Trait-mediated trophic cascade creates enemy-free space for nesting hummingbirds.

Greeney HF, Meneses MR, Hamilton CE, Lichter-Marck E, Mannan RW, Snyder N, Snyder H, Wethington SM, Dyer LA - Sci Adv (2015)

Interannual comparisons of jay foraging patterns in study plots, illustrating the effect of raptor presence on the spatial distributions of foraging jays.Each point represents the mean height above the ground of individual jays within a single flock. Plots with active hawk nests are shaded gray. Upper panels show pooled data from two plots that were occupied in both years, middle panels represent four plots that were not reoccupied in 2009, and bottom panels show one plot occupied for the first time in 2009. ANCOVA with all plots and years combined revealed a significant interaction (F1, 341 = 36.4; P < 0.0001) between distance to a raptor nest and activity of the raptor (presence/absence). Plots that were unoccupied for the duration of the study are not illustrated.
© Copyright Policy - open-access
Related In: Results  -  Collection

License
Show All Figures
getmorefigures.php?uid=PMC4643763&req=5

Figure 3: Interannual comparisons of jay foraging patterns in study plots, illustrating the effect of raptor presence on the spatial distributions of foraging jays.Each point represents the mean height above the ground of individual jays within a single flock. Plots with active hawk nests are shaded gray. Upper panels show pooled data from two plots that were occupied in both years, middle panels represent four plots that were not reoccupied in 2009, and bottom panels show one plot occupied for the first time in 2009. ANCOVA with all plots and years combined revealed a significant interaction (F1, 341 = 36.4; P < 0.0001) between distance to a raptor nest and activity of the raptor (presence/absence). Plots that were unoccupied for the duration of the study are not illustrated.
Mentions: The foraging height of jays was not associated with the location of hawk nests in plots with inactive nests, but jays foraged higher above the ground when closer to active hawk nests [analysis of covariance (ANCOVA), distance by raptor activity interaction, F1, 341 = 36.4; P < 0.0001; Fig. 3]. This behavioral shift in the presence of hawks creates a roughly cone-shaped space around active hawk nests, within which jays are infrequently detected (Fig. 2). The shape of this enemy-free space is due to the fact that jays are much safer from the hawks when they are at least as high above ground as the hawks, which hunt from perches within the canopy in horizontal or descending chases. An interannual comparison of jay foraging heights in seven plots (two reoccupied, four not reoccupied, and one occupied for the first time in 2009) demonstrated the effect of hawk presence on the spatial foraging habits of jays (Fig. 3).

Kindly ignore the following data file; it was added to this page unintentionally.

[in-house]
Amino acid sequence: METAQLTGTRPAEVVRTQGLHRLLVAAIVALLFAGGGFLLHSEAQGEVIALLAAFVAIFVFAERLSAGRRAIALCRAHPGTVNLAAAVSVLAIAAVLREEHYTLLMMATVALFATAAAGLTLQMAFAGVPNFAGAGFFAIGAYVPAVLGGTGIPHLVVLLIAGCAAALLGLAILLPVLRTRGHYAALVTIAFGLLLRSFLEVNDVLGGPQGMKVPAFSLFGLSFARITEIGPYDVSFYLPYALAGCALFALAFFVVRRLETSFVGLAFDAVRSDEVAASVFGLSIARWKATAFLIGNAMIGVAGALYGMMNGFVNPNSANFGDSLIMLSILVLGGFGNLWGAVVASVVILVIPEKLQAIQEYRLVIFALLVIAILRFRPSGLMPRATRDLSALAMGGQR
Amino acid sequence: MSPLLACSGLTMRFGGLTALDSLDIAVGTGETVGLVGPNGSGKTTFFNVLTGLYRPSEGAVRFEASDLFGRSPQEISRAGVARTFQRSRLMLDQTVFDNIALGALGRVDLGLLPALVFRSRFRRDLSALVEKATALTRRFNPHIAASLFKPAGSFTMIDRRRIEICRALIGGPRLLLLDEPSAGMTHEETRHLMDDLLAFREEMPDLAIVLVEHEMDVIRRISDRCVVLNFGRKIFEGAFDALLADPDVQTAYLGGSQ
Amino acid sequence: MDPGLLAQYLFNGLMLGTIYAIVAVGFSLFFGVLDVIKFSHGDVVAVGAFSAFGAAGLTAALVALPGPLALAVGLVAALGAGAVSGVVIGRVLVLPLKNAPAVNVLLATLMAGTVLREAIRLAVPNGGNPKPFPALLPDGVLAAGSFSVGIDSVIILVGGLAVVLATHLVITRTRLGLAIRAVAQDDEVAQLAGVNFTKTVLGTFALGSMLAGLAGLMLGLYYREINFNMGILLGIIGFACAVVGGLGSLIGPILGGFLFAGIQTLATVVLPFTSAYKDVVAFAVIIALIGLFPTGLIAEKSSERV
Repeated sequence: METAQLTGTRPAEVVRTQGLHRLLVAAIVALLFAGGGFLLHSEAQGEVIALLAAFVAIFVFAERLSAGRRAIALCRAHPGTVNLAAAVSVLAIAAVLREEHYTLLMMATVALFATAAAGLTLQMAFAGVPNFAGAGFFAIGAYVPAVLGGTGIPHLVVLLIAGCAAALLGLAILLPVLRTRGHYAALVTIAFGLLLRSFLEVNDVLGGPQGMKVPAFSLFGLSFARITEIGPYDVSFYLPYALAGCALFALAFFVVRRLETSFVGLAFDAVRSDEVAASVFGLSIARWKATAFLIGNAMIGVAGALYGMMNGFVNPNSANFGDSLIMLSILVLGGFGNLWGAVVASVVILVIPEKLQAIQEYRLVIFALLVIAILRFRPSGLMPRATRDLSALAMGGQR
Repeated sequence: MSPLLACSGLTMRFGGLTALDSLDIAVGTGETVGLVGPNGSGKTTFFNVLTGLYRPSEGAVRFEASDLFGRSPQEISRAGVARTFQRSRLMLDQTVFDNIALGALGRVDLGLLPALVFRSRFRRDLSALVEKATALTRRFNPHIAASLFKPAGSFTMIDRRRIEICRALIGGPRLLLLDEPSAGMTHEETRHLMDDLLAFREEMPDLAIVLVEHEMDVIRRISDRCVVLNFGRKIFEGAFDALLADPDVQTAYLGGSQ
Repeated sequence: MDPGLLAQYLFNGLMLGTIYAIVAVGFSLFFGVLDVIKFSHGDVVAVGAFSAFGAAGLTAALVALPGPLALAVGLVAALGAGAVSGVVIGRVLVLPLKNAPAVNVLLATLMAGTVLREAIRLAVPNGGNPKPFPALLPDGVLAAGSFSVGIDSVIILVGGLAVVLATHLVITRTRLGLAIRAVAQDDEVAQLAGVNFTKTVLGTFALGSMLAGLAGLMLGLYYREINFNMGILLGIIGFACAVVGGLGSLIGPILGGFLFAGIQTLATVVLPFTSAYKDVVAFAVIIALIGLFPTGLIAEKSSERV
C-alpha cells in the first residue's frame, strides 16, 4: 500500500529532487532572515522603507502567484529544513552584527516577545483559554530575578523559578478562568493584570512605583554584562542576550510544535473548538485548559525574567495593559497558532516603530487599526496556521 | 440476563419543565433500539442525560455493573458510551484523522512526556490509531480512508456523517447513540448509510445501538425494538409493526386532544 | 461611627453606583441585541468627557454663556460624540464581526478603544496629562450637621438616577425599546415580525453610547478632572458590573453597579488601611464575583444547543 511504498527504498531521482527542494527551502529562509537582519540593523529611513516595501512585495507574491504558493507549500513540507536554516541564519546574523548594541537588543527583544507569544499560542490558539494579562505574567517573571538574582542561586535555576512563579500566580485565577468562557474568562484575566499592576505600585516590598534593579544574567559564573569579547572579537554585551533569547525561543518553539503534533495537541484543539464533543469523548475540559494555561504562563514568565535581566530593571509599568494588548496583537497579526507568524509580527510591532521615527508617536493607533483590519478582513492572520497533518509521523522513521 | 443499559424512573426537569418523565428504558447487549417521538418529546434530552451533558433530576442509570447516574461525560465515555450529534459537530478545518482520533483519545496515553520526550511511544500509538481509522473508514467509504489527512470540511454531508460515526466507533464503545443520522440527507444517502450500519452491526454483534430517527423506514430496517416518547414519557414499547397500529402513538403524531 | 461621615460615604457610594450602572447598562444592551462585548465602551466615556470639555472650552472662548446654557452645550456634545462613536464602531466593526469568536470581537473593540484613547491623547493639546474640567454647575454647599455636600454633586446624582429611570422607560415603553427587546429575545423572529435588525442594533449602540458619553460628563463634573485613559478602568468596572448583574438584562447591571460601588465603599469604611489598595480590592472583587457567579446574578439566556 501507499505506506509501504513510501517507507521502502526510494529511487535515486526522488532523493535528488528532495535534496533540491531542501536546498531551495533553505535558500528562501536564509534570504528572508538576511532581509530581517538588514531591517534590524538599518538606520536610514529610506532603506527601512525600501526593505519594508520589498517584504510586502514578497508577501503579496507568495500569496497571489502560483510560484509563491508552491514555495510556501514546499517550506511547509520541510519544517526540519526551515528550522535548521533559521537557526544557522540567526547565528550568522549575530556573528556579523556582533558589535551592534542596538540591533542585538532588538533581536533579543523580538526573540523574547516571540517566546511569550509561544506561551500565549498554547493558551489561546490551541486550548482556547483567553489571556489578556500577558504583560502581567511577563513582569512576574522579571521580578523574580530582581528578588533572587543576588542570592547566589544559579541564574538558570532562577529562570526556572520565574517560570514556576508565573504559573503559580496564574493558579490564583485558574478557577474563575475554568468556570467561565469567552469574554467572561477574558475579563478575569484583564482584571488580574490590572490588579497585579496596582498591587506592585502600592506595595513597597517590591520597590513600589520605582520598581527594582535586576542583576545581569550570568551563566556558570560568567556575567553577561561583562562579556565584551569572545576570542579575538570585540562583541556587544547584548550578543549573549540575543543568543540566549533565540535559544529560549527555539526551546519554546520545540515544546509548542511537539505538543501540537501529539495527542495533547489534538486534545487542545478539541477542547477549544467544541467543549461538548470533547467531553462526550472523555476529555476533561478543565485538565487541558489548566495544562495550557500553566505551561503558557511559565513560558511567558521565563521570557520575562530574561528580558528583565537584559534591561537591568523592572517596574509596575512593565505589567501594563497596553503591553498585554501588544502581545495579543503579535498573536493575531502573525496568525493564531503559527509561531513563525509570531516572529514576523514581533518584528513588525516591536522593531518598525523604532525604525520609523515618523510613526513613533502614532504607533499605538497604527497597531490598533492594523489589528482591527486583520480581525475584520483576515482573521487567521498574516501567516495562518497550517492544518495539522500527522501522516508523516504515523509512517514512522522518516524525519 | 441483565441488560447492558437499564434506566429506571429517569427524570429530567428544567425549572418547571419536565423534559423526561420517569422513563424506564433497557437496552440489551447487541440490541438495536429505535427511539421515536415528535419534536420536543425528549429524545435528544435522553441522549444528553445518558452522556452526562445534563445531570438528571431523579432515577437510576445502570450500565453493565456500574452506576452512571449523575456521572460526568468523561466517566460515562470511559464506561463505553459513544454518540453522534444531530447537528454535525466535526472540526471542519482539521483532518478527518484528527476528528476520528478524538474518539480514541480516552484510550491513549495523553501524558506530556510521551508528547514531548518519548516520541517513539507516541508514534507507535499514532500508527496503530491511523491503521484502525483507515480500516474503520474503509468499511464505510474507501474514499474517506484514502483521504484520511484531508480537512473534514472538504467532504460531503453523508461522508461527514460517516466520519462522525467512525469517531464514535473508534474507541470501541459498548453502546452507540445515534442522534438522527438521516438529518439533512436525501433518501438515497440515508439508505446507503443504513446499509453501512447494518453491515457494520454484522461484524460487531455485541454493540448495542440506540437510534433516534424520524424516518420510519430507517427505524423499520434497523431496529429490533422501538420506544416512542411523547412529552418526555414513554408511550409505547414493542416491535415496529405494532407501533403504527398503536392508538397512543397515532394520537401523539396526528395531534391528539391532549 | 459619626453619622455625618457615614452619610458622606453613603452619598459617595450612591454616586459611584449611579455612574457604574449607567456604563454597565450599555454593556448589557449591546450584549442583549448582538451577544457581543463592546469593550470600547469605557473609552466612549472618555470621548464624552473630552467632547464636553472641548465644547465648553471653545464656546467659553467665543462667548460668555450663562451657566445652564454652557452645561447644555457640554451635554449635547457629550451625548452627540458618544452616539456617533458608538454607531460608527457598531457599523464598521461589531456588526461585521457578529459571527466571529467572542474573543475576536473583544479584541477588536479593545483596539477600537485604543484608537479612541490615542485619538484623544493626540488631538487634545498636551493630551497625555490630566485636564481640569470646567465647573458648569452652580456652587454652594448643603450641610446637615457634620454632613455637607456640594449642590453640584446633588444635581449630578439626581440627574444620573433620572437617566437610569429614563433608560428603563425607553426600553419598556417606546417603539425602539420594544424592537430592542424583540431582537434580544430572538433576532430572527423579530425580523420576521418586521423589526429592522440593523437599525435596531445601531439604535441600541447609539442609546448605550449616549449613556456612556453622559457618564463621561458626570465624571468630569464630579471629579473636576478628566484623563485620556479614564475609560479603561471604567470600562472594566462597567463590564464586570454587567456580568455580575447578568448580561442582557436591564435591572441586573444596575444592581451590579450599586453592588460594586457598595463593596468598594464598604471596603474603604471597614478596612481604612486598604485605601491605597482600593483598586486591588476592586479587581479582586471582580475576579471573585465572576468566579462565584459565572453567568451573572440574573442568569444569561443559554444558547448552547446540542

Bottom Line: The indirect effects of predators on nonadjacent trophic levels, mediated through traits of intervening species, are collectively known as trait-mediated trophic cascades.We demonstrate that hummingbirds in Arizona realize increased breeding success when nesting in association with hawks.An enemy-free nesting space is created when jays, an important source of mortality for hummingbird nests, alter their foraging behavior in the presence of their hawk predators.

View Article: PubMed Central - PubMed

Affiliation: Yanayacu Biological Station & Center for Creative Studies, Cosanga, Napo, Ecuador. ; Department of Biology, University of Nevada, Reno, NV 89557, USA. ; Department of Natural Resources, University of Arizona, Tucson, AZ 85721, USA.

ABSTRACT
The indirect effects of predators on nonadjacent trophic levels, mediated through traits of intervening species, are collectively known as trait-mediated trophic cascades. Although birds are important predators in terrestrial ecosystems, clear examples of trait-mediated indirect effects involving bird predators have almost never been documented. Such indirect effects are important for structuring ecological communities and are likely to be negatively impacted by habitat fragmentation, climate change, and other factors that reduce abundance of top predators. We demonstrate that hummingbirds in Arizona realize increased breeding success when nesting in association with hawks. An enemy-free nesting space is created when jays, an important source of mortality for hummingbird nests, alter their foraging behavior in the presence of their hawk predators.

No MeSH data available.


Related in: MedlinePlus